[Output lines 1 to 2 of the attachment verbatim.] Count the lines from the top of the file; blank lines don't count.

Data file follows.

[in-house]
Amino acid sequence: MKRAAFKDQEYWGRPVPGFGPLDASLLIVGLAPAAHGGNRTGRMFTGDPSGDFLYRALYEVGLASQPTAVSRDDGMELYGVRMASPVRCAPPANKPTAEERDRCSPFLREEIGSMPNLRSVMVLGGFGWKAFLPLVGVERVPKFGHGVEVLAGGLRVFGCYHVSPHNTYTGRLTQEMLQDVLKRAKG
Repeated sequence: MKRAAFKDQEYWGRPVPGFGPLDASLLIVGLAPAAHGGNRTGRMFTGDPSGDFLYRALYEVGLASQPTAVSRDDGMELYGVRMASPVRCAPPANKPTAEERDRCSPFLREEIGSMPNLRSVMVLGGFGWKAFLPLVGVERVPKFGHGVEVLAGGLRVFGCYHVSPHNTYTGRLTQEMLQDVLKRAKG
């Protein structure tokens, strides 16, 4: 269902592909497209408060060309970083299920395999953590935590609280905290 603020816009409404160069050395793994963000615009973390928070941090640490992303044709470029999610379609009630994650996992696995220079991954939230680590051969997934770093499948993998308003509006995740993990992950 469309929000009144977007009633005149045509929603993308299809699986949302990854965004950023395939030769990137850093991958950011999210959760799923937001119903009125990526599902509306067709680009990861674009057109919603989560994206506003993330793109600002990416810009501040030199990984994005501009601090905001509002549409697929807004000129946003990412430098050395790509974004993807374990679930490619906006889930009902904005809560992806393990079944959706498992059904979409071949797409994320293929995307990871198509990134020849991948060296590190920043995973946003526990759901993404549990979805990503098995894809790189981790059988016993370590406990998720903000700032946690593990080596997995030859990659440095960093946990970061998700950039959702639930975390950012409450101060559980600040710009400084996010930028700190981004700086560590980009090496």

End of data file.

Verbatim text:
[in-house]
Amino acid sequence: MKRAAFKDQEYWGRPVPGFGPLDASLLIVGLAPAAHGGNRTGRMFTGDPSGDFLYRALYEVGLASQPTAVSRDDGMELYGVRMASPVRCAPPANKPTAEERDRCSPFLREEIGSMPNLRSVMVLGGFGWKAFLPLVGVERVPKFGHGVEVLAGGLRVFGCYHVSPHNTYTGRLTQEMLQDVLKRAKG